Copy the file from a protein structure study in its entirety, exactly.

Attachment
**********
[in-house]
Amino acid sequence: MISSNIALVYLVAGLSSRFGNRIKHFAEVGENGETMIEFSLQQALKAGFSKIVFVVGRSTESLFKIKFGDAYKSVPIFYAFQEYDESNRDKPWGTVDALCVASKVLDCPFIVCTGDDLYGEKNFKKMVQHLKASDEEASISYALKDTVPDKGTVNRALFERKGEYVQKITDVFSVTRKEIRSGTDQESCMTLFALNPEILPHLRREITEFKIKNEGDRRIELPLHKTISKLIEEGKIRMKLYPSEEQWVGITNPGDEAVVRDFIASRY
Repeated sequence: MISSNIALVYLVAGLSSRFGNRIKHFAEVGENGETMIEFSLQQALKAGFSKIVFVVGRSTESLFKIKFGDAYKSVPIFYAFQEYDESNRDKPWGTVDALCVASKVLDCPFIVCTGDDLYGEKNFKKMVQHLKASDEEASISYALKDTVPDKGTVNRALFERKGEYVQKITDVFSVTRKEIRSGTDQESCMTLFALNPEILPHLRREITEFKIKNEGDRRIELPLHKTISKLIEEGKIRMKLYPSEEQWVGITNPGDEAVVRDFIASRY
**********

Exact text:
[in-house]
Amino acid sequence: MISSNIALVYLVAGLSSRFGNRIKHFAEVGENGETMIEFSLQQALKAGFSKIVFVVGRSTESLFKIKFGDAYKSVPIFYAFQEYDESNRDKPWGTVDALCVASKVLDCPFIVCTGDDLYGEKNFKKMVQHLKASDEEASISYALKDTVPDKGTVNRALFERKGEYVQKITDVFSVTRKEIRSGTDQESCMTLFALNPEILPHLRREITEFKIKNEGDRRIELPLHKTISKLIEEGKIRMKLYPSEEQWVGITNPGDEAVVRDFIASRY
Repeated sequence: MISSNIALVYLVAGLSSRFGNRIKHFAEVGENGETMIEFSLQQALKAGFSKIVFVVGRSTESLFKIKFGDAYKSVPIFYAFQEYDESNRDKPWGTVDALCVASKVLDCPFIVCTGDDLYGEKNFKKMVQHLKASDEEASISYALKDTVPDKGTVNRALFERKGEYVQKITDVFSVTRKEIRSGTDQESCMTLFALNPEILPHLRREITEFKIKNEGDRRIELPLHKTISKLIEEGKIRMKLYPSEEQWVGITNPGDEAVVRDFIASRY